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ANSYS BLOG

July 19, 2023

Mitigating Electromigration in Chip Design

From smartphones to laptops, we use a variety of devices every day that rely on integrated circuits (ICs), or chips, to function. These chips are made up of thousands of transistors and interconnects, which transmit electrical signals from one part of the chip to another. But as demand for speed and complexity forces more energy through ever-smaller devices, this concentrated current flow can threaten chip performance in a phenomenon called electromigration.

What is Electromigration?

Electromigration is the movement of atoms caused by the flow of electric current.

This movement can change the physical structure of a conductor by forming voids or hillocks that can cause shorts, open circuits, performance degradation or device failure. As the current density Increases through the Interconnects, the rate of electromigration also Increases, which makes electromigration a runaway process. In fact, electromigration is the primary cause of failure in circuits.

em modeling

Images of a void and a hillock formed in semiconductor interconnect through electromigration of metal atoms away from some areas and toward others

The speed at which electromigration progresses can be accelerated by higher currents, higher temperatures, increased mechanical stress, defects in the conductor, and the presence of impurities. These are captured in Black’s equation — an empirical Arrhenius equation that describes the phenomenon in terms of mean time to failure (MTTF): 

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  • J: current density
  • N: a scaling factor
  • k: Boltzmann’s constant
  • T: temperature (in K)
  • Ea: activation energy (in J)

Developed by Robert Black in 1969, Black’s equation helps engineers understand the potential longevity of a circuit by calculating how electromigration can affect their design. The equation relates the MTTF to the wire's current density, temperature, and material properties.

Current Density: Because larger wires have a greater cross-sectional area, they have a lower current density and are less susceptible to electromigration.

Temperature: As the temperature rises, atoms move faster, increasing the likelihood of electromigration.

Material Properties: Some materials have greater resistance to electromigration. For example, copper’s high electrical conductivity makes it a more popular choice than aluminum.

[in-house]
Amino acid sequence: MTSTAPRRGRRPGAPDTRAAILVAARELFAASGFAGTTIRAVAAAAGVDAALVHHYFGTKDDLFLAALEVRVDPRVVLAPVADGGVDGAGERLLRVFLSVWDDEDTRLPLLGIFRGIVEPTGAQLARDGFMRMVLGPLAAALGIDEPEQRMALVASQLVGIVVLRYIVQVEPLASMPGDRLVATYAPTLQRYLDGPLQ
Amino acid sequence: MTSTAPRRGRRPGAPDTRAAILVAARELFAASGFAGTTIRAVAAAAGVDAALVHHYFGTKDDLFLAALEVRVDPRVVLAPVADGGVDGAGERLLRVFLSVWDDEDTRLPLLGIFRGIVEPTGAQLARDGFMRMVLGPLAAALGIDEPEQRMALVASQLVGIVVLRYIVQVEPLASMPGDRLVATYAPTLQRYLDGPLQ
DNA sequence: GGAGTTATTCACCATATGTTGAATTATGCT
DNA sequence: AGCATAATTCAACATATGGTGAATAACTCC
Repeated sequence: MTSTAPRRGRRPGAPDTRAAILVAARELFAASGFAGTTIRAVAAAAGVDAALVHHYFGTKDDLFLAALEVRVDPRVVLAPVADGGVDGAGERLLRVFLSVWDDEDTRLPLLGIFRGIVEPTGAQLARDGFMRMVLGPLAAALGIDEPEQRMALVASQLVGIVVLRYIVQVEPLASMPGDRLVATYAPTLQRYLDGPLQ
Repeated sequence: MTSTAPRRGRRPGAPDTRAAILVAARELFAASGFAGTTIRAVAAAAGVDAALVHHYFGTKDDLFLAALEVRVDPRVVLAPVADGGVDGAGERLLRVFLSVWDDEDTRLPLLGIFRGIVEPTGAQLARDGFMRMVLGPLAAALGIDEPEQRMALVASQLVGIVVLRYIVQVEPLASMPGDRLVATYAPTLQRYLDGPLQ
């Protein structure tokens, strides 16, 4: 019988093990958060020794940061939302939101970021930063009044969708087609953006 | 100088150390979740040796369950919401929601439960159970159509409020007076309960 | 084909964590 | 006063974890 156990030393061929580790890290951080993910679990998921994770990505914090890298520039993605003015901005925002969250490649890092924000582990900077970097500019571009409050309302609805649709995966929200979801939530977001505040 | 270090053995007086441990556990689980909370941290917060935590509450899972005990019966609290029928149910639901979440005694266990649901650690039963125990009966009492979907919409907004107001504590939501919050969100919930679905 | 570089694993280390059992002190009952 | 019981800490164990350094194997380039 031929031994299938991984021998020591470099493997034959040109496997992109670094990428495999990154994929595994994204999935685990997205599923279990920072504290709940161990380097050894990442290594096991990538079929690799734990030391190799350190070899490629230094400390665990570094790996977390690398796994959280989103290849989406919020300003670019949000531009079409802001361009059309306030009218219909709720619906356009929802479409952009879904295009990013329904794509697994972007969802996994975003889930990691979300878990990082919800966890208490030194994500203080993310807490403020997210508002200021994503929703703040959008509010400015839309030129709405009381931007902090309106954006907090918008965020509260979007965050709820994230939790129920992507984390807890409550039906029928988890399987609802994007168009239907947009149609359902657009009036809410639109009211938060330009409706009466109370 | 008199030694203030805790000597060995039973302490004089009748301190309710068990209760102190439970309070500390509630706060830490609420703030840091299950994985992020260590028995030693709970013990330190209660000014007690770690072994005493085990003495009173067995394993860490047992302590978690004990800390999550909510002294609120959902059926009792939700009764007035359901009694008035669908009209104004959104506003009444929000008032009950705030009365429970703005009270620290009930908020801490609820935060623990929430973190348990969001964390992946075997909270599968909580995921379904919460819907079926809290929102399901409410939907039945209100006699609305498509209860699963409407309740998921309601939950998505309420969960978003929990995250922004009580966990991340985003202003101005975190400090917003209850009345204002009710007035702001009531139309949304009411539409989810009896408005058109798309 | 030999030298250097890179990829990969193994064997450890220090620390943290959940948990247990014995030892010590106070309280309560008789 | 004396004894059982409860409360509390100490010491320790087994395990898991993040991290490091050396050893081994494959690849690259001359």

Electronic printed board

With increasing miniaturization of our electronic devices, the probability of electromigration — and the issues it causes — grows significantly. Because chips are responsible for the reliable performance of these devices, electromigration must be mitigated to maintain a product’s functionality.

How to Mitigate the Effects of Electromigration in Chip Design

To avoid the frustrations and dangers of metal migration in electronic components, chip designers can use several techniques, including:

  1. Increasing interconnect width to reduce current density.
  2. Using materials with high electromigration resistance, such as gold and copper.
  3. Diverting current intensity using redundant vias.
  4. Decreasing spacing between interconnects.
  5. Designing the circuit for lower voltage levels.

Of course, solving electromigration in chip designs can require a mix of multiple techniques. When designing interconnects for very large-scale integration (VLSI), simulation software can help you determine the best options for your specific current requirements. Chip designers must analyze the current density through interconnects and various reasons for increased resistance to predict electromigration in the chips.

The increased interconnect length along with decreased widths, high current densities, and poor heat dissipation require significantly complex electromagnetic rules to address these challenges at advanced technology nodes.

Testing and Monitoring for Electromigration in Chip Design

To achieve reliability in chip design, engineers must weigh the trade-offs between many different design choices. For example, increasing the interconnect width will decrease resistance and current density and increase the capacitance. Or, choosing to decrease the spacing between interconnects will aid integration, but it will also increase crosstalk coupling.

Simulation software such as Ansys RedHawk-SC lets chip designers predict and analyze the behavior of interconnects so they can decide how to distribute the power within a system before the chip goes into fabrication. Using simulation to test, validate, and monitor chip designs not only improves electronics performance, but also helps companies avoid costly errors and product recalls.

The Result: Reliable Electronics

Electromigration is a critical issue in the design and manufacturing of chips. While the effects of electromigration can be devastating, there are several measures that can be taken to prevent or minimize its impact. The risk of electromigration can be reduced by optimizing the design of the interconnects, choosing the right materials, controlling the temperature, and carefully managing the manufacturing process.

With the ongoing advancement in electronics, it is essential to understand and address the challenges posed by electromigration to ensure the reliability and longevity of chips. Using advanced simulation signoff tools like Ansys Redhawk -SC, and Ansys Totem, engineers can build faster, more powerful, and more reliable systems, even within the smallest of spaces.

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